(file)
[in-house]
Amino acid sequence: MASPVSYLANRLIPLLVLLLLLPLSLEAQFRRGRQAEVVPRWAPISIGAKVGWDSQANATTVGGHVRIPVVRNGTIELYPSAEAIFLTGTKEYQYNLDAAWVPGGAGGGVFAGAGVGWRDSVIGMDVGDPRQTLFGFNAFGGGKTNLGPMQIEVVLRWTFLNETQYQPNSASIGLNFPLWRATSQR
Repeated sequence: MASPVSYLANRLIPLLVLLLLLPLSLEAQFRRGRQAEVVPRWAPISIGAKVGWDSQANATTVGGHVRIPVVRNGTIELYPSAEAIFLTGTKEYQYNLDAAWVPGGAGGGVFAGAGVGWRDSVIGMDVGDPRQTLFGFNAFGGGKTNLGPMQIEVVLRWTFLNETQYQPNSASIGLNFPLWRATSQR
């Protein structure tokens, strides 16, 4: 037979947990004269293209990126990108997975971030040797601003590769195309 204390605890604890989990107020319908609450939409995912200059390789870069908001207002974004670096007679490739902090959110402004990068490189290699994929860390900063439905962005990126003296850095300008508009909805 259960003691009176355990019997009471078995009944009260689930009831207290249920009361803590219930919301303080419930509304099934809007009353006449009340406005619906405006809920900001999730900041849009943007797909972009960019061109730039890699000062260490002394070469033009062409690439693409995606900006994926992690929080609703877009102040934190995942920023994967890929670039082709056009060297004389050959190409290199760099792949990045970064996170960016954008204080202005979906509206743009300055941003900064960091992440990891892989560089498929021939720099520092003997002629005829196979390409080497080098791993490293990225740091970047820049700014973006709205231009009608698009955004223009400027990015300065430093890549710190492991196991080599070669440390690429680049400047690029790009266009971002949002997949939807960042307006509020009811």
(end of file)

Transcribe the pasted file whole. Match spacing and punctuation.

[in-house]
Amino acid sequence: MASPVSYLANRLIPLLVLLLLLPLSLEAQFRRGRQAEVVPRWAPISIGAKVGWDSQANATTVGGHVRIPVVRNGTIELYPSAEAIFLTGTKEYQYNLDAAWVPGGAGGGVFAGAGVGWRDSVIGMDVGDPRQTLFGFNAFGGGKTNLGPMQIEVVLRWTFLNETQYQPNSASIGLNFPLWRATSQR
Repeated sequence: MASPVSYLANRLIPLLVLLLLLPLSLEAQFRRGRQAEVVPRWAPISIGAKVGWDSQANATTVGGHVRIPVVRNGTIELYPSAEAIFLTGTKEYQYNLDAAWVPGGAGGGVFAGAGVGWRDSVIGMDVGDPRQTLFGFNAFGGGKTNLGPMQIEVVLRWTFLNETQYQPNSASIGLNFPLWRATSQR
């Protein structure tokens, strides 16, 4: 037979947990004269293209990126990108997975971030040797601003590769195309 204390605890604890989990107020319908609450939409995912200059390789870069908001207002974004670096007679490739902090959110402004990068490189290699994929860390900063439905962005990126003296850095300008508009909805 259960003691009176355990019997009471078995009944009260689930009831207290249920009361803590219930919301303080419930509304099934809007009353006449009340406005619906405006809920900001999730900041849009943007797909972009960019061109730039890699000062260490002394070469033009062409690439693409995606900006994926992690929080609703877009102040934190995942920023994967890929670039082709056009060297004389050959190409290199760099792949990045970064996170960016954008204080202005979906509206743009300055941003900064960091992440990891892989560089498929021939720099520092003997002629005829196979390409080497080098791993490293990225740091970047820049700014973006709205231009009608698009955004223009400027990015300065430093890549710190492991196991080599070669440390690429680049400047690029790009266009971002949002997949939807960042307006509020009811």